Exports hit record on Christmas cheer
Exports fetched a record $5.37 billion in December as consumer spending centring on Christmas in the Western world returned in full swing after two pandemic holiday seasons marked by health fears and supply shortages.
Last month's receipts take 2022's export earnings to a record $54.7 billion, up 23.7 percent year-on-year, according to data from the Export Promotion Bureau.
Despite the record earnings, December's receipts, which were up 9.33 percent from a year earlier, fell short of the month's target.
As always, garments accounted for about 84 percent of the export receipts, bringing home $4.67 billion in December.
The export receipts from apparel shipments are high because of the increase in unit price on the back of the elevated price levels for raw materials like yarn and fabrics in the global market, said Faruque Hassan, president of the Bangladesh Garment Manufacturers and Exporters Association, the garment exporters' platform.
The same garment item that sold for $10 during the holiday season last year cost $13-14 this year.
Moreover, Bangladesh also started exporting high-end value-added garment items for which the international retailers and brands are also paying better prices, Hassan said.
However, export trends may not continue in the coming months as the cost of living crisis hits the US, the EU and the UK, he said, adding that the work orders may increase from March onwards.
"It has become clear that in the backdrop of growing geopolitical rivalry, Bangladesh's position in the garment supply chain would further consolidate -- this is what we saw in 2022," said MA Razzaque, research director of the Policy Research Institute.
However, the momentum seen in export earnings in the previous six months would not continue in the first six months of the year given the recession in Europe and the US, the major shipping destinations.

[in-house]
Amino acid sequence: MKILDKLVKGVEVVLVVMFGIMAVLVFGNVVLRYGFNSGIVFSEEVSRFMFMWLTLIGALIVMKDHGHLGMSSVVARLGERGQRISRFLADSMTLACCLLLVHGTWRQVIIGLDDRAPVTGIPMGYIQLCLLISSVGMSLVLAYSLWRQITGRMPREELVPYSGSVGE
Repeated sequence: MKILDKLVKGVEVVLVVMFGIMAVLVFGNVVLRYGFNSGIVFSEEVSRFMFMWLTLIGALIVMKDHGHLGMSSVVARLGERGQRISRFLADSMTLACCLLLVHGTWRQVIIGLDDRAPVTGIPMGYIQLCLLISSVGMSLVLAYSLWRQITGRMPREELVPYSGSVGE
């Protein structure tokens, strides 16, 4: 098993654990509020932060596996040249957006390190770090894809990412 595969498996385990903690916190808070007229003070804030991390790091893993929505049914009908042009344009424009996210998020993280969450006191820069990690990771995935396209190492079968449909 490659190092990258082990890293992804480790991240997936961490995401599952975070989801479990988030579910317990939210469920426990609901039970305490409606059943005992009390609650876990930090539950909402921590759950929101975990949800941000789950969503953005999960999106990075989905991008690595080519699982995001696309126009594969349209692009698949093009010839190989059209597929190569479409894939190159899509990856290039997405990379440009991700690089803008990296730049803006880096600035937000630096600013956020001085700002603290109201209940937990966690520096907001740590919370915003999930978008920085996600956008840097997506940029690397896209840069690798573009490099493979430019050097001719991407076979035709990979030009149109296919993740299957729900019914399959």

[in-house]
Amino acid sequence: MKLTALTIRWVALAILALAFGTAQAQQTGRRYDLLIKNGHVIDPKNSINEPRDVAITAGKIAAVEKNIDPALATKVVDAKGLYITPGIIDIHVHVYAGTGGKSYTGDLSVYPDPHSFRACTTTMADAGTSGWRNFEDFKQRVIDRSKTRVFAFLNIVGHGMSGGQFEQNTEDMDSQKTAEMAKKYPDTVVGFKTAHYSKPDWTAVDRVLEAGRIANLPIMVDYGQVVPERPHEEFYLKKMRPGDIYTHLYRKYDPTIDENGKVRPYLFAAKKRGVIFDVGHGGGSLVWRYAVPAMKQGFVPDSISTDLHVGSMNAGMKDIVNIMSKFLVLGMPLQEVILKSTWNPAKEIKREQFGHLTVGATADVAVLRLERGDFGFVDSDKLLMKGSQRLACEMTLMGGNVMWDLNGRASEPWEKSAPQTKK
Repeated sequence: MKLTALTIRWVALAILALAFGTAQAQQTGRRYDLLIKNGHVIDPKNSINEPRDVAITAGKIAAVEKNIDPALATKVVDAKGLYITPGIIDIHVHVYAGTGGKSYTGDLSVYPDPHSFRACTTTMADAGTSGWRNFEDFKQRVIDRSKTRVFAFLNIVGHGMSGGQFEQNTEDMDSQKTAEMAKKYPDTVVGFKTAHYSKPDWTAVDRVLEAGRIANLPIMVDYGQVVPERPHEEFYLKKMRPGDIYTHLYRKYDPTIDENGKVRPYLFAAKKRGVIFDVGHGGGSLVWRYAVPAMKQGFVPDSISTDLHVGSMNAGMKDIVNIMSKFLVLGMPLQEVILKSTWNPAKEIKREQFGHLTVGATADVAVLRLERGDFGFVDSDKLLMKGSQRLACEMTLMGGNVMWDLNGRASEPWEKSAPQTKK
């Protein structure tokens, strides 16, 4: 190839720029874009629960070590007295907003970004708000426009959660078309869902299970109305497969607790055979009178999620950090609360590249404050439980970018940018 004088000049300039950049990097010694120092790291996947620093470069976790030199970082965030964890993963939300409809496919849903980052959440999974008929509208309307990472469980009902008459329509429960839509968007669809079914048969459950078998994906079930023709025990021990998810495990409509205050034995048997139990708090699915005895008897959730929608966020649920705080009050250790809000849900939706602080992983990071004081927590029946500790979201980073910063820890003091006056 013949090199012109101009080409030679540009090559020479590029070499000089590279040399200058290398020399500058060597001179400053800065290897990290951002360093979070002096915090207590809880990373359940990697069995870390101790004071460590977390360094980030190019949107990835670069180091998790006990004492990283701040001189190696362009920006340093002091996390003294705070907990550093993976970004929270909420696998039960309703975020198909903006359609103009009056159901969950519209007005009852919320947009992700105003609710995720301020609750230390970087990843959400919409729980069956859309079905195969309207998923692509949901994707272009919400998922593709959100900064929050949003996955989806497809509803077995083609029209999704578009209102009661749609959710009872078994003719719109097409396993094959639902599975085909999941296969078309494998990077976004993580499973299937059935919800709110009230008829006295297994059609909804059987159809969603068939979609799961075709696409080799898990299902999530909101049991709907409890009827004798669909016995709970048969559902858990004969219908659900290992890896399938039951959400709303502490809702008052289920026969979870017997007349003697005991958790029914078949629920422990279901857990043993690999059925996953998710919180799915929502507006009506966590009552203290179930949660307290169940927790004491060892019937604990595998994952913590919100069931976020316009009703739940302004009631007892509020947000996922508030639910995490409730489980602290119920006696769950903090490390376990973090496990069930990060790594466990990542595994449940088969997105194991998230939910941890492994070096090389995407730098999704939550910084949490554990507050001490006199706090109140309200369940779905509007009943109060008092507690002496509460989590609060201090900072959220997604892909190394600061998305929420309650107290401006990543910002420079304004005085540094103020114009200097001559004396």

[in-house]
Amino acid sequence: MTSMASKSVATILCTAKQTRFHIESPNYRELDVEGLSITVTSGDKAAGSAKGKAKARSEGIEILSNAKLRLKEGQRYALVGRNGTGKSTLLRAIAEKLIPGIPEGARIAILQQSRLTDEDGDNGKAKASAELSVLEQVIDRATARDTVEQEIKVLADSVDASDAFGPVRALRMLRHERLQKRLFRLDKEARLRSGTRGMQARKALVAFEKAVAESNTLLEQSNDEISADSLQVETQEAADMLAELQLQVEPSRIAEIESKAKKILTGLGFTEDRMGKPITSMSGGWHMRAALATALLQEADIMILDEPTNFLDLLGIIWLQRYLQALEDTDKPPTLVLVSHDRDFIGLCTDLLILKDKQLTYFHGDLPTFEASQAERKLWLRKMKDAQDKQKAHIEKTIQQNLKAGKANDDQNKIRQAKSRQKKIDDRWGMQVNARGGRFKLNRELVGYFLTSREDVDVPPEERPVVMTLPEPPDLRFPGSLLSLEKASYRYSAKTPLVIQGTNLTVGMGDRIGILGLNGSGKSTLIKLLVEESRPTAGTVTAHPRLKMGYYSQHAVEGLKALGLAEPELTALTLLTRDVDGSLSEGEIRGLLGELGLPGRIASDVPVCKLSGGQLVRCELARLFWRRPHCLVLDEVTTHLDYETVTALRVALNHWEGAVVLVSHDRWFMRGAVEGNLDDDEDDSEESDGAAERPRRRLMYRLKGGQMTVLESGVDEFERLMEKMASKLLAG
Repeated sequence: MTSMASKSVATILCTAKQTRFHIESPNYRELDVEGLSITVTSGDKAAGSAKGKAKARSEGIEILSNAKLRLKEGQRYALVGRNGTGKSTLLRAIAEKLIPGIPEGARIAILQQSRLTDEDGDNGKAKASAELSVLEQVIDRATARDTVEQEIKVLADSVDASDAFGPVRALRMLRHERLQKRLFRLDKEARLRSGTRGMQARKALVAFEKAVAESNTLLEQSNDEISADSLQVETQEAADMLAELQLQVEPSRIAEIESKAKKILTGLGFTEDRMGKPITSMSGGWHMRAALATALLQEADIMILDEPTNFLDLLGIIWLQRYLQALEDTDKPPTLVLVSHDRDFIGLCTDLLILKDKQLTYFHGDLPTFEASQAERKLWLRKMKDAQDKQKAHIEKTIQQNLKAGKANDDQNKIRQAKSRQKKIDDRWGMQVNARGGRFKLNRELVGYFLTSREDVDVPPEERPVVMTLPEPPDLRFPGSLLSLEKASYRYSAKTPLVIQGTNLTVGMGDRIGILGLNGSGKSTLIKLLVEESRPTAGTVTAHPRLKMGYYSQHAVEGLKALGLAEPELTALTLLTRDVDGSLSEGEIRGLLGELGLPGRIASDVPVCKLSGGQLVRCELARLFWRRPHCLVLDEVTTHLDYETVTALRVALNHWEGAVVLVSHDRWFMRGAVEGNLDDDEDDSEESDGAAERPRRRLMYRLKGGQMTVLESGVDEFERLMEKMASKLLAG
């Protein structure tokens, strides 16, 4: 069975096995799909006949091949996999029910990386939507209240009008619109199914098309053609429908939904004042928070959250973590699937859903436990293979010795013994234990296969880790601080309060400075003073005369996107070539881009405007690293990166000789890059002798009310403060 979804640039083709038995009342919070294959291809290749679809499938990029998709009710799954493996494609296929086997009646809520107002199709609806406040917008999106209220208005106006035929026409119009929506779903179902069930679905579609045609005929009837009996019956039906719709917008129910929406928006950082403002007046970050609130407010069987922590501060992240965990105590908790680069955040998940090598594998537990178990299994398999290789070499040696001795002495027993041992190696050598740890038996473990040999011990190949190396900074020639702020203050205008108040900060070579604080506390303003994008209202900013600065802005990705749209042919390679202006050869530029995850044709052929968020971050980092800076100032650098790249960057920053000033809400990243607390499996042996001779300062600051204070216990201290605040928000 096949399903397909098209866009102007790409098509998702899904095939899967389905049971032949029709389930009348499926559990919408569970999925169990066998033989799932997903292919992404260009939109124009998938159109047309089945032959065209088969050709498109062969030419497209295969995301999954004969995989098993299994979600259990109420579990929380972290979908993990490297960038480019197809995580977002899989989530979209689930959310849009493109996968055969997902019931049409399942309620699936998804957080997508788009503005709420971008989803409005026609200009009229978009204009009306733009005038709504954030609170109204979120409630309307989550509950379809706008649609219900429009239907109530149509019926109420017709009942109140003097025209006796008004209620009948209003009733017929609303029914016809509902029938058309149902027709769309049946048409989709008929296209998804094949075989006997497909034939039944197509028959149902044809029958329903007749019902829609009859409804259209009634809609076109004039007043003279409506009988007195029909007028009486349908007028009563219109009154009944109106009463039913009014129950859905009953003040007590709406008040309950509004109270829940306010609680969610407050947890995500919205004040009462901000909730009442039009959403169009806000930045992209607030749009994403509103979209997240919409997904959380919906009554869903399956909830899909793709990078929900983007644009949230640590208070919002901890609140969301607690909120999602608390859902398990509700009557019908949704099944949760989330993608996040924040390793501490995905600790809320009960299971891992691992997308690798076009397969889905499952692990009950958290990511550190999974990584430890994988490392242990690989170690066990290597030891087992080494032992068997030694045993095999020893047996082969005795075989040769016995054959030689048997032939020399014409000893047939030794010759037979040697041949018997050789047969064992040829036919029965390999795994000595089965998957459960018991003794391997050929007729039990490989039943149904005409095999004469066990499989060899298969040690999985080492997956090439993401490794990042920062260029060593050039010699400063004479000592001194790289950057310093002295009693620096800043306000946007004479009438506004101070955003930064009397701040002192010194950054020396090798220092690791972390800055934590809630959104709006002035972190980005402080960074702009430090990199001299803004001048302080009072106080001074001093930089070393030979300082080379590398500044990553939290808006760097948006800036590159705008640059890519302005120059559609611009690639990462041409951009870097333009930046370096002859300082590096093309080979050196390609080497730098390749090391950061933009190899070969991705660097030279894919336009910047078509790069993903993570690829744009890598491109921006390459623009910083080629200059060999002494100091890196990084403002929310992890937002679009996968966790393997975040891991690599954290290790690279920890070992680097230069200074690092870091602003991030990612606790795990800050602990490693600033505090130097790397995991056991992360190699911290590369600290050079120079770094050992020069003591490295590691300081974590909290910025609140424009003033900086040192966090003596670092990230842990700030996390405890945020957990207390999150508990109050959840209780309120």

"This will certainly create a downward pressure on the demand for clothing," Razzaque added.
Between July and December last year, exports fetched $27.31 billion, up 10.58 percent year-on-year. Garment shipments raked in about $23 billion, up 15.56 percent.
As the second highest export earner, leather and leather goods shipment grew 13 percent to $637.29 million in the July-December period.
Shipment of non-leather footwear items also increased 17.84 percent year-on-year to $250.8 million in the first six months of fiscal 2022-23, while plastic goods export soared 40.97 percent to $100.17 million.
Not all sectors saw an uptick in shipments.
For instance, receipts from frozen and live fish and agricultural product shipments declined by 27.33 percent and 23.26 percent respectively.
Pharmaceuticals exports dropped by 22.44 percent, home textiles by 16.02 percent and jute and jute goods by 17.65 percent.
The export of jute and jute goods fell because consumers are choosing alternatives to jute goods as the price of the golden fibre increased significantly in the local and international markets, said Abul Hossain, president of the Bangladesh Jute Mills Association.
Shipment of carpet, specialised textiles, terry towels, furniture, engineering products and bicycle also fell in the July-December period.